After spending the night in Sindangan, we left for Siayan early morning today to visit the Mayor of the town and her rural health workers. Siayan used to be the poorest municipality in the entire Philippines. It is now I think a 2nd or 3rd class municipality. The Main health center of Siayan was better-looking than Mutya perhaps because they have more financial resources than the previous town. But what caught my attention the most was how, after talking with the Mayor for a brief moment in her office, the Mayor was so genuinely focused on improving the health outcomes of her municipality. One intervention the Mayor did was to address the lack of health workforce in her municipality. Health workers are indispensable and it is important that our local chief executives recognize this. Because of this practical approach to addressing her health situation, the mayor was able to improve her town's health outcomes. There are still some areas that need to be improved further but just like the town of Mutya, Siayan's systems are in place.
We did a quick visit to one barangay health station in Siayan where we had tinanok nga saging. After commending the rural health workers for a job well done, we rushed back to Dipolog to catch our afternoon flight back to Manila.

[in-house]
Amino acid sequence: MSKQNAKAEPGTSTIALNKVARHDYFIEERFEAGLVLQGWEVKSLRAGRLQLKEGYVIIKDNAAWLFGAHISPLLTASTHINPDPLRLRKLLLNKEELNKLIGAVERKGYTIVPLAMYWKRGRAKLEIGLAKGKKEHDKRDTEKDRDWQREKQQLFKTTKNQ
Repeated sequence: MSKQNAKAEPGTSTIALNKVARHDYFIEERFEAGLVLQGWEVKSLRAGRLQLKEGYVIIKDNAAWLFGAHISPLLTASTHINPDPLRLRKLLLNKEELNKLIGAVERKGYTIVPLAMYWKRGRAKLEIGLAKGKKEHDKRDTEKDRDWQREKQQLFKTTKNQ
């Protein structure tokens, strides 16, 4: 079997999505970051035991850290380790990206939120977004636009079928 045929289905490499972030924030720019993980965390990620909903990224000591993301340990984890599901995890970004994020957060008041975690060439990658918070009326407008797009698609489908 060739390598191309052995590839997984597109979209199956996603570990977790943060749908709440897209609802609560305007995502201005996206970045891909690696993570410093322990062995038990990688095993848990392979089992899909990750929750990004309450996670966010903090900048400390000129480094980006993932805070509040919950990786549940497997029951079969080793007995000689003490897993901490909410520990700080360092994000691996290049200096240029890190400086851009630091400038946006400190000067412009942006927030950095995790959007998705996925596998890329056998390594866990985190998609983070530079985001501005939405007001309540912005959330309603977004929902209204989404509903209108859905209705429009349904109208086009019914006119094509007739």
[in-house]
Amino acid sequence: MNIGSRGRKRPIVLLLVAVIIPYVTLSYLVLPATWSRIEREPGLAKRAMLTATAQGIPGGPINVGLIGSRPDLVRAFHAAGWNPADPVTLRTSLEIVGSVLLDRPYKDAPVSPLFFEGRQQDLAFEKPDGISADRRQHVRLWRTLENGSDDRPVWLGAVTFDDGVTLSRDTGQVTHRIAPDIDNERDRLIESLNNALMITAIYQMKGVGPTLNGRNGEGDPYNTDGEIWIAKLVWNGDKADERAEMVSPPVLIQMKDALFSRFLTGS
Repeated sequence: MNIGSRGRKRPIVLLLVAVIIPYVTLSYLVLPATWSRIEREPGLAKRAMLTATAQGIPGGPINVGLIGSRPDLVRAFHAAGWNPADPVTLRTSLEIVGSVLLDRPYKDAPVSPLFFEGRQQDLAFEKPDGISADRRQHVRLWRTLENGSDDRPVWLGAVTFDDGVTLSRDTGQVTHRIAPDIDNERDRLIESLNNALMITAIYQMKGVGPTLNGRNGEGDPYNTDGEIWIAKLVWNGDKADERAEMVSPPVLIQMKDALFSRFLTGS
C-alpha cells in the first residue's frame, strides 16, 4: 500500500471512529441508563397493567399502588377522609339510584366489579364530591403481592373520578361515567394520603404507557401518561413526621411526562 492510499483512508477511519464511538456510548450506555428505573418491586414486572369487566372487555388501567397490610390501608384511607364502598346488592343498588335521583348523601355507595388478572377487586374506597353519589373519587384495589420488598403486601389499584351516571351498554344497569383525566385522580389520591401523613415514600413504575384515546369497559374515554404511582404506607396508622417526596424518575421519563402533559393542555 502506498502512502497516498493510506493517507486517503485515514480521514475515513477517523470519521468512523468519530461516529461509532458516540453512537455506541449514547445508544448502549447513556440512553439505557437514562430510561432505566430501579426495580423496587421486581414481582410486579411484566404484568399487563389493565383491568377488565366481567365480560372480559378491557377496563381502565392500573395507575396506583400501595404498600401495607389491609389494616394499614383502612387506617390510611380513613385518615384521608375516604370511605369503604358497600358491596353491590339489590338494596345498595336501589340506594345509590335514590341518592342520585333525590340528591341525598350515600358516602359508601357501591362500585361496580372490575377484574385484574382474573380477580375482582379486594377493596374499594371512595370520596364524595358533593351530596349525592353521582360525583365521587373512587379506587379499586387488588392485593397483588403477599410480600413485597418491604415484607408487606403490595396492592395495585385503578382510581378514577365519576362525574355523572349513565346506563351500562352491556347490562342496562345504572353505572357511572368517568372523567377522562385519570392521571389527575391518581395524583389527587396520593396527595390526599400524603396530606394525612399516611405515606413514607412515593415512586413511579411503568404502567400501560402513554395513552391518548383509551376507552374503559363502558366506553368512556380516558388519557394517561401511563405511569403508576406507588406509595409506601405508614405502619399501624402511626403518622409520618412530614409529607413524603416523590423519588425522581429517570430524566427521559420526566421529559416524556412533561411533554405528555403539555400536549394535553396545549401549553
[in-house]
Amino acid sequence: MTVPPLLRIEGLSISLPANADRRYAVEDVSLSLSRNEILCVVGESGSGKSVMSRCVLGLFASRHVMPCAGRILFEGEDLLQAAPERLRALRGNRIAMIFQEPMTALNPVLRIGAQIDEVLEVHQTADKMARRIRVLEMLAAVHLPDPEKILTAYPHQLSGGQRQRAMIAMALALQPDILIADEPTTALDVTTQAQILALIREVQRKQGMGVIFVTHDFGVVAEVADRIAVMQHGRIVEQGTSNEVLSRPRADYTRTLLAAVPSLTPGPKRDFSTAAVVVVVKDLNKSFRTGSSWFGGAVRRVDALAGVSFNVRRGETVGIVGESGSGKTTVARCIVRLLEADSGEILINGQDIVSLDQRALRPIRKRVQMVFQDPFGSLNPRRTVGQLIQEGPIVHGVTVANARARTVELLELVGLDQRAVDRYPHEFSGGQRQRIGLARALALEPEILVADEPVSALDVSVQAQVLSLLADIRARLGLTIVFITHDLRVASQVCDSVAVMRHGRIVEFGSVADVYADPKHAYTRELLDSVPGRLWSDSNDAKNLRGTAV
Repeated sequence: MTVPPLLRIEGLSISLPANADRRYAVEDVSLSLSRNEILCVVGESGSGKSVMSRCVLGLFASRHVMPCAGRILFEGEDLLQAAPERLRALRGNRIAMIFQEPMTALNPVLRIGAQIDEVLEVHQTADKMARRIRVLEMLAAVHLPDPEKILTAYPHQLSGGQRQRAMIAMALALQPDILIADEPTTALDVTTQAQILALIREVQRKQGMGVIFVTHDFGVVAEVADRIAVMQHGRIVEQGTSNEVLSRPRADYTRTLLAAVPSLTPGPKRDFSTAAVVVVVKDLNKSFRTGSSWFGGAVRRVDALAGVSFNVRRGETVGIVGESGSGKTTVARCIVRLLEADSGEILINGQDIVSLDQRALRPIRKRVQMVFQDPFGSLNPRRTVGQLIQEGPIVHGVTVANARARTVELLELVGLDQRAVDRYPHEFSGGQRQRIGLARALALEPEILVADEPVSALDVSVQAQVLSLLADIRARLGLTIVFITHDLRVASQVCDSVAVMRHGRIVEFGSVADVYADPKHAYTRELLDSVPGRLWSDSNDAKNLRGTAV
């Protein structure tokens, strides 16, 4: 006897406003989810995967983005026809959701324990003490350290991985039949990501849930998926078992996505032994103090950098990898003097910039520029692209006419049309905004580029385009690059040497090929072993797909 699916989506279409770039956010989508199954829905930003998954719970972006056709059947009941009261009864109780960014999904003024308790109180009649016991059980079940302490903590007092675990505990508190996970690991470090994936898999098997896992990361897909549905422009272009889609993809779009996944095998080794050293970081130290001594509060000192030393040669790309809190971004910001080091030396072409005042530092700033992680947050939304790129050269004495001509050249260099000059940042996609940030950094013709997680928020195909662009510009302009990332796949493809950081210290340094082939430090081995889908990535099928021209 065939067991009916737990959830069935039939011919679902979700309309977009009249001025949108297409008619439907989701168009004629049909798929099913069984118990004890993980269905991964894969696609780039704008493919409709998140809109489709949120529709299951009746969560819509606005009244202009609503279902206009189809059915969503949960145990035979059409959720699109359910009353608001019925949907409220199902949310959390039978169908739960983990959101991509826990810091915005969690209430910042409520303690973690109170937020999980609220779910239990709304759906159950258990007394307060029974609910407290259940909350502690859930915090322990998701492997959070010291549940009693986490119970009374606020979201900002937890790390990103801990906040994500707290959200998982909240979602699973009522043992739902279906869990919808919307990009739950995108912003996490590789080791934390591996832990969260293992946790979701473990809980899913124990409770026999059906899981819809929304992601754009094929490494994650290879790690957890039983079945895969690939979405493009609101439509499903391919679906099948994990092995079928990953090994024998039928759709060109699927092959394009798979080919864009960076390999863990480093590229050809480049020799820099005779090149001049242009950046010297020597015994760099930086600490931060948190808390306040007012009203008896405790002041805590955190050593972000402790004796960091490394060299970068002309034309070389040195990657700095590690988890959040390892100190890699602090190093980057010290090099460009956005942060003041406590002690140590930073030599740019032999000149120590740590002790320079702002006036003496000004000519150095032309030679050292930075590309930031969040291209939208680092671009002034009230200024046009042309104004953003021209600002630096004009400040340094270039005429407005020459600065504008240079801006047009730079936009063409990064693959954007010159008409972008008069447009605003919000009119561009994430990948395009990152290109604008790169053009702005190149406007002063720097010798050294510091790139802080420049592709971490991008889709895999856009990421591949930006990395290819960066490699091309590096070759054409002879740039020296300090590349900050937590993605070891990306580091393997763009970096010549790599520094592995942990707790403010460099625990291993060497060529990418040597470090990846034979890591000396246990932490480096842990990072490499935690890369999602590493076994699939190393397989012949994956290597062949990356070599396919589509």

I feel optimistic despite the predominating cynicism towards our local politics and health systems. It is definitely important to address the issue of leadership and governance. When our leaders are directed and guided towards prioritization of health issues, the local health systems will definitely improve. It takes a lot of transformation on the part of our politicians, most of whom are non-medical professionals, to own the responsibility for their health situation. I am a believer in the idea that to affect change, we must first and foremost intervene at the level of our leaders, make them more accountable and teach them the skills to communicate to those below them the preferred health realities.
It has been barely two weeks since I started with ZFF. I, just like our health systems, still have a long way to go.
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